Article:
Nearly everyone has a smartphone or mobile device these days, and while there is some merit to this technology by keeping us more connected – at least virtually – it is wreaking havoc on our bodies. When you look at the posture that people assume when texting, reading email, or browsing social media while on their mobile device or smartphone, you will see their head bent forward and rounded shoulders. They typically hold the device either at chest level or waist level meaning that their hands are together, forming an almost crouch position.
This is very bad for the spine but it creates problems for other parts of the body even beyond the spine. Let’s take a look at some of the common issues that come with bad smartphone posture.
The more you tilt your head downward (just as you do when looking at a smartphone), the more pounds of pressure you put on your neck and back. Your spine supports the weight of your head. The more it is thrust forward, looking down, the heavier your head gets. Doctors are seeing many young people with this problem, some even as young as 8 years old.
It is characterized by tightness or tension in the neck and shoulders as well as the upper back. Some patients report pain while others feel pressure, and others feel tightness. Sometimes the pain will spread throughout the body or from the neck to the arms and hands.
Even the way you hold your phone in your hands can cause problems. Since you keep your hand in one position for long periods of time your muscles never have a chance to relax. You have several muscles engaged to do this: the forearms, the wrist, and the neck.
If you are experiencing pain, sometimes shooting, in your elbow or wrist your smartphone use may be the culprit. So put the phones away or leave them at home.
As your neck struggles to support your head which is rolled forward, it stands to reason that you will experience back pain. In fact, both upper and lower back pain have been attributed to smartphone use.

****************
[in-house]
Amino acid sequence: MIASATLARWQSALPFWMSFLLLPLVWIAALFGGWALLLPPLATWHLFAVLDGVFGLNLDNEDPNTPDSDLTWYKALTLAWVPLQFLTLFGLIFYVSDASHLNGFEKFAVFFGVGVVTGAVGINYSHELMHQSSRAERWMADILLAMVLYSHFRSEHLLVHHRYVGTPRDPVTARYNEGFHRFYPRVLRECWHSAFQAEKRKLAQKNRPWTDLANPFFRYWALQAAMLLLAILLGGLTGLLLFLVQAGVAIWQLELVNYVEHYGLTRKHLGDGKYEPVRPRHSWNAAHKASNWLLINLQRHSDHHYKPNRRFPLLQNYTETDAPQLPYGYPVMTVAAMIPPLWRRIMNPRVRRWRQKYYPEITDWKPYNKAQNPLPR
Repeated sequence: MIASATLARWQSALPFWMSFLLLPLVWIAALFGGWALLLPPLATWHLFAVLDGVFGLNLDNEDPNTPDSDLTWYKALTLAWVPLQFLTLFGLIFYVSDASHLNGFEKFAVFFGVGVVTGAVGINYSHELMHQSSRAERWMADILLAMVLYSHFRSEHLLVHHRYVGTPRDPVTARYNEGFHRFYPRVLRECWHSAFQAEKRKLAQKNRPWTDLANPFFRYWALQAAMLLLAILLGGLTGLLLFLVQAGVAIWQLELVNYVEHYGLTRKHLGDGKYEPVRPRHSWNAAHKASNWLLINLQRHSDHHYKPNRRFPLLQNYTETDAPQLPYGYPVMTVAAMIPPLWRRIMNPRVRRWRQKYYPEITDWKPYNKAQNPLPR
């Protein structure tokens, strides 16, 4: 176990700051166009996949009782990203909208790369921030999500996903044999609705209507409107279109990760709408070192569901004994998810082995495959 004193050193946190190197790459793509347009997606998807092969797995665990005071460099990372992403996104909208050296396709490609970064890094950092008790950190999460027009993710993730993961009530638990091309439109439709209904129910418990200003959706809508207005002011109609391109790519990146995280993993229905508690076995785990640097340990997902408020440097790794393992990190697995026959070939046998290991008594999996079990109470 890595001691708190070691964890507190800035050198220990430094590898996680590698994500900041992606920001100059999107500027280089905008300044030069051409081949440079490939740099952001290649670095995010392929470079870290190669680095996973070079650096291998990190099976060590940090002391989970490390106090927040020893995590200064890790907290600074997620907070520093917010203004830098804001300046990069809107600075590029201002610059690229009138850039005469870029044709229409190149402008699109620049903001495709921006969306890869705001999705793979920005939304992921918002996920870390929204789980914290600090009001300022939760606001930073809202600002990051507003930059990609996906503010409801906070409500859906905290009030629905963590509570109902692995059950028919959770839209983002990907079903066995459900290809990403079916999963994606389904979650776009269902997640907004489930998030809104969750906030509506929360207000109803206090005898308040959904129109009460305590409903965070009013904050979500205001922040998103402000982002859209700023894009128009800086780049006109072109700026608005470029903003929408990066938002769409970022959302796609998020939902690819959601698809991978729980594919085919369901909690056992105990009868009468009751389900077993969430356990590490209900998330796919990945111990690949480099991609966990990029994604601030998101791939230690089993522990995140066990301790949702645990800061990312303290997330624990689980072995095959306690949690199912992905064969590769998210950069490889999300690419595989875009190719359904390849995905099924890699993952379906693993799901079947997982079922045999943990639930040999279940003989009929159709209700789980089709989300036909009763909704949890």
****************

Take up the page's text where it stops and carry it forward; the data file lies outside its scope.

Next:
Think about the muscles that run along your spine. They help stabilize it and help control and support your head. When you hunch over you strain those muscles in your upper back. What you may not realize is that similar strain is being put on the muscles in your lower back as well.
The muscles in your hand are very small but they can cause you a great deal of pain if you frequently use a mobile device. As you type on the keyboard of your smart phone, it can cause problems with tendons and ligament as well as the muscles.
This repetitive stress of the body is caused daily by people who stay hunched over their small phone screen. The repetitive movement of your thumb as it manipulates the device can cause inflammation in the thumb and hand.
One of the most common ailments associated with mobile device usage is headaches. These headaches can come from tension in the neck, strained muscled in the back, or overworked muscles through the hand and arm into the shoulder. It can also come from eyestrain caused by staring at the screen for extended amounts of time, looking at tiny text.
There is no doubt that mobile device usage is becoming a serious problem in our society today. While there are the people who text while driving or while walking, posing a significant threat to their own and others’ safety, what they are doing to their own bodies is enough to cause alarm.
Chiropractic care can ease the pain and reverse a good portion of the damage that has been done, but if when people continue with the same bad habits the treatment is only temporary. There needs to be a focused effort made to pull people out of their mobile devices, at least a portion of the time, to minimize the structural spinal damage they are doing to themselves.
The information herein on "Mobile Devices Are Wrecking Our Spines In El Paso, TX." is not intended to replace a one-on-one relationship with a qualified health care professional, licensed physician, and is not medical advice. We encourage you to make your own health care decisions based on your research and partnership with a qualified health care professional.
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